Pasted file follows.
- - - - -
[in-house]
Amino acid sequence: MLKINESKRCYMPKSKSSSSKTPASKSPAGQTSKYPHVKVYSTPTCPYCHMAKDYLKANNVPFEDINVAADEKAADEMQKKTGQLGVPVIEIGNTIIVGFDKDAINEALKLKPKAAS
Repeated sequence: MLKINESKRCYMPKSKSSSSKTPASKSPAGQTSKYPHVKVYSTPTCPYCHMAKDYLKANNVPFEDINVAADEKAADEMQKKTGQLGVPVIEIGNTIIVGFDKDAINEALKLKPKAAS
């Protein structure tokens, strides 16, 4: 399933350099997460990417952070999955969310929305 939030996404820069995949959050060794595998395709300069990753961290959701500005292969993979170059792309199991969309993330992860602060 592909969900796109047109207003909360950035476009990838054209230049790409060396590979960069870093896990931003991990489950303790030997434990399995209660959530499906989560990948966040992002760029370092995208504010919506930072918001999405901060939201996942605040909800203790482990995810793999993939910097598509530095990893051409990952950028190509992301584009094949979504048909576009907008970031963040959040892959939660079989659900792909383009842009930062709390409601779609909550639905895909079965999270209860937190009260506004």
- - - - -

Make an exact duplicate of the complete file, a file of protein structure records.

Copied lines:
[in-house]
Amino acid sequence: MLKINESKRCYMPKSKSSSSKTPASKSPAGQTSKYPHVKVYSTPTCPYCHMAKDYLKANNVPFEDINVAADEKAADEMQKKTGQLGVPVIEIGNTIIVGFDKDAINEALKLKPKAAS
Repeated sequence: MLKINESKRCYMPKSKSSSSKTPASKSPAGQTSKYPHVKVYSTPTCPYCHMAKDYLKANNVPFEDINVAADEKAADEMQKKTGQLGVPVIEIGNTIIVGFDKDAINEALKLKPKAAS
């Protein structure tokens, strides 16, 4: 399933350099997460990417952070999955969310929305 939030996404820069995949959050060794595998395709300069990753961290959701500005292969993979170059792309199991969309993330992860602060 592909969900796109047109207003909360950035476009990838054209230049790409060396590979960069870093896990931003991990489950303790030997434990399995209660959530499906989560990948966040992002760029370092995208504010919506930072918001999405901060939201996942605040909800203790482990995810793999993939910097598509530095990893051409990952950028190509992301584009094949979504048909576009907008970031963040959040892959939660079989659900792909383009842009930062709390409601779609909550639905895909079965999270209860937190009260506004």